I wrote a science-fiction short story that was recently published in the January issue of Radarstation Magazine. The magazine is a collection of art from super talented painters & illustrators and also features a short story in each issue.
You can get your own issue in either print or digital here:
With this short story, I had a lot of fun playing with the conventions of the science fiction genre and hopefully adding my own weird take on that universe. The story is very much like an old Twilight Zone episode and I hope it works as both a story & a deeper philosophical level as well just like the best Twilight Zone episodes do.
Here’s a short excerpt for the first few paragraphs of the story:
Sixteen months was a long time to be asleep. Lynch slowly opened his eyes and little black spots appeared where the cryo-pod’s alarm lights blinked at his pupils. A deep throbbing was already developing in his forehead. Waking up from cryosleep was the equivalent of being hit in the face with a sledgehammer.
He tried to wet his dry lips but his tongue had turned to sandpaper. As captain, it was his job to wake the rest of the crew up. It was time to get the mission underway. His joints creaked as he attempted to shake the grogginess.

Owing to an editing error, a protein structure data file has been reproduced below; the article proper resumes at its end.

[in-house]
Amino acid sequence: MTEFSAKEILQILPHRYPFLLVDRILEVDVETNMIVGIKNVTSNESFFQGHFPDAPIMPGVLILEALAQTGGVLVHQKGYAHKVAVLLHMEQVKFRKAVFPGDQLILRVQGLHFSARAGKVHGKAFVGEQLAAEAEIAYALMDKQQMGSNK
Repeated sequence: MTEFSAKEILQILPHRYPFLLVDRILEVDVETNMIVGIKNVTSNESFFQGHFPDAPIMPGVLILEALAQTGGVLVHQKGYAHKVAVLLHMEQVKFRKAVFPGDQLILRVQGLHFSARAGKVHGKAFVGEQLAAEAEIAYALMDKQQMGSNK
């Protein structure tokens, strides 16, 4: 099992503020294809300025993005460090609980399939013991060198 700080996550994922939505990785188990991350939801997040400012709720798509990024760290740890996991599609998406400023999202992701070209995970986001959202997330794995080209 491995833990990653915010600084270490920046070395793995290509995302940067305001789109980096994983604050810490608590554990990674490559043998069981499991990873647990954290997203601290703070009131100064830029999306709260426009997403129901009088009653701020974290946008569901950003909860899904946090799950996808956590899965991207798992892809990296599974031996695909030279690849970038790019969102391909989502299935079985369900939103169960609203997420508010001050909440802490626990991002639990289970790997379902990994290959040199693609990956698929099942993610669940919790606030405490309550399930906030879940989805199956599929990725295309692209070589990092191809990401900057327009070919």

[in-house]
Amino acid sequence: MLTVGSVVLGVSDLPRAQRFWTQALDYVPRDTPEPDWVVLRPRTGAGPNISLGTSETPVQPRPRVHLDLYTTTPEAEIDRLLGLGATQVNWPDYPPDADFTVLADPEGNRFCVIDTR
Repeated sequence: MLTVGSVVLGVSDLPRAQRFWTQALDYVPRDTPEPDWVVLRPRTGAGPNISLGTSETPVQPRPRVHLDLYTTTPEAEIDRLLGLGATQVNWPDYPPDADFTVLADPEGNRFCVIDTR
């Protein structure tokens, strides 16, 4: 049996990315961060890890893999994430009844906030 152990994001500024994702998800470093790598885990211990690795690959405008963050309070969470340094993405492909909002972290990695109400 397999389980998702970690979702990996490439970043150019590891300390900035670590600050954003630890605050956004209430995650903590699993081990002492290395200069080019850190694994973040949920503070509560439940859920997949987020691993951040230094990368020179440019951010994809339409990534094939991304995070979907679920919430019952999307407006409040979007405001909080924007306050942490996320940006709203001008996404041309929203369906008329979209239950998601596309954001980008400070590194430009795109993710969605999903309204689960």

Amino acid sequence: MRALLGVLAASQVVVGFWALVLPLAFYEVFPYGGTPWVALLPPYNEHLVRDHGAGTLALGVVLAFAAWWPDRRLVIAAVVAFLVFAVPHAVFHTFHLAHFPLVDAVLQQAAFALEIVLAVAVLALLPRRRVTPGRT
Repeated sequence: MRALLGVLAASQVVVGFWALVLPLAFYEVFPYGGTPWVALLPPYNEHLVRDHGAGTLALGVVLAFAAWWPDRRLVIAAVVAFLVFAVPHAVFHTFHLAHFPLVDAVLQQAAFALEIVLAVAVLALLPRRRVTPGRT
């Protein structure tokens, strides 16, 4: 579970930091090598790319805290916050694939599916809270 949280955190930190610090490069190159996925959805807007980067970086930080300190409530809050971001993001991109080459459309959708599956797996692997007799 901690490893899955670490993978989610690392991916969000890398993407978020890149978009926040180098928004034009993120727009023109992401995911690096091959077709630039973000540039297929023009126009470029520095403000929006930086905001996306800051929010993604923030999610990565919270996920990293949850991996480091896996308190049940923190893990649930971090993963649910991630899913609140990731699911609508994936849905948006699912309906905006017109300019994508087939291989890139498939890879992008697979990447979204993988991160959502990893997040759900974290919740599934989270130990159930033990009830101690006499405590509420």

The murk cleared from his vision and Lynch went stiff when he saw the bloody handprint stamped on the cryo-pod glass, just inches from his face.
Chilled oxygen steamed as the cryo-pod’s lid automatically raised and a rush of putrid air filled his nostrils, metallic and rotten. Lynch warily sat up as the lights stuttered on in the bay. He held his breath and peered over the side. A woman lay covered in crusted blood, her face caved in. Lynch scrambled out of the pod. She was unrecognizable but he could clearly read the name-tag on her company-issued uniform, Gwen Peters, his first mate.
She was cold to the touch and stiff, rigor long since setting in. He had kept his distance from his crew, always making sure he was the outsider but with Gwen it had been different. Their connection had been the closest thing to a friendship he’d ever known.
She shouldn’t have been awake yet. Lynch breathed heavy and something welled up in his throat but he swallowed it back. There’d be time grieve later. He needed answers…
That’s only the first few paragraphs of the story so if this sounds intriguing, definitely pick up the latest issue of Radarstation Magazine!
Special thanks to editor Ron Evans for believing in me as a writer and liking my story enough to include it in his excellent publication!